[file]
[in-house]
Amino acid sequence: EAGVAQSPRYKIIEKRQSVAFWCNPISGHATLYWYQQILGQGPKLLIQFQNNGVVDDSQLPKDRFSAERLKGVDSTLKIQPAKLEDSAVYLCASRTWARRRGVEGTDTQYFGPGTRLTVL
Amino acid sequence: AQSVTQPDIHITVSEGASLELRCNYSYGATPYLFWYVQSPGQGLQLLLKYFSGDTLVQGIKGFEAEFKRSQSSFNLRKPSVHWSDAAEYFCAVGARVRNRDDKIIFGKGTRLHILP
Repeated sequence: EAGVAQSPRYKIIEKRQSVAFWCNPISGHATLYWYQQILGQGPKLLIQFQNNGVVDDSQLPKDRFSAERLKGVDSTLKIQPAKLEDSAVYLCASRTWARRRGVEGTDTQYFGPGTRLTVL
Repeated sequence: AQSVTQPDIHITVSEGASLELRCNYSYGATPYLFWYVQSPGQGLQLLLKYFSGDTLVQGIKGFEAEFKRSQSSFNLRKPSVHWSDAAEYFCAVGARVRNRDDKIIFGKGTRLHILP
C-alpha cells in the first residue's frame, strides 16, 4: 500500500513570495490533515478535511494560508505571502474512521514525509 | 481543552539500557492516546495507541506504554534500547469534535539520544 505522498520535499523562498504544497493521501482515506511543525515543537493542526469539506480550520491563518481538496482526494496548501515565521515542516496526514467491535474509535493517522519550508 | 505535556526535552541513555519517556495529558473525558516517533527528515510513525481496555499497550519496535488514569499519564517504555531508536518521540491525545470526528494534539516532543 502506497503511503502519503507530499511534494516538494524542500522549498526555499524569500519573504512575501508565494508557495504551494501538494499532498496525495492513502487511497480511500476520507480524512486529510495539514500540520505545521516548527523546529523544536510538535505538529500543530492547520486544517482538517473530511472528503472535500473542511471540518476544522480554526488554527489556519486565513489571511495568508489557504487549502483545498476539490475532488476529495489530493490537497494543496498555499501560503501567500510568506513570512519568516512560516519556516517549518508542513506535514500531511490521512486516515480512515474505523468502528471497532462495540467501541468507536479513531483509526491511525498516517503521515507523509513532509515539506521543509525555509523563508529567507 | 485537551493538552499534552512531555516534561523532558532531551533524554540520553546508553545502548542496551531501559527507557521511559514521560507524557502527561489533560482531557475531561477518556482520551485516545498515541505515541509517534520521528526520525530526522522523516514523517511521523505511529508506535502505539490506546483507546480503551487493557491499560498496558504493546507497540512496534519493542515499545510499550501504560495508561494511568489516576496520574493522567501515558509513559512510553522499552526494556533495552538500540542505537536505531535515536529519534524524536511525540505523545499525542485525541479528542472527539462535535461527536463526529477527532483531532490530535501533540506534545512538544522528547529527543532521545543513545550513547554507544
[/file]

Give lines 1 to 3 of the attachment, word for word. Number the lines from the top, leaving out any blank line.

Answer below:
[in-house]
Amino acid sequence: EAGVAQSPRYKIIEKRQSVAFWCNPISGHATLYWYQQILGQGPKLLIQFQNNGVVDDSQLPKDRFSAERLKGVDSTLKIQPAKLEDSAVYLCASRTWARRRGVEGTDTQYFGPGTRLTVL
Amino acid sequence: AQSVTQPDIHITVSEGASLELRCNYSYGATPYLFWYVQSPGQGLQLLLKYFSGDTLVQGIKGFEAEFKRSQSSFNLRKPSVHWSDAAEYFCAVGARVRNRDDKIIFGKGTRLHILP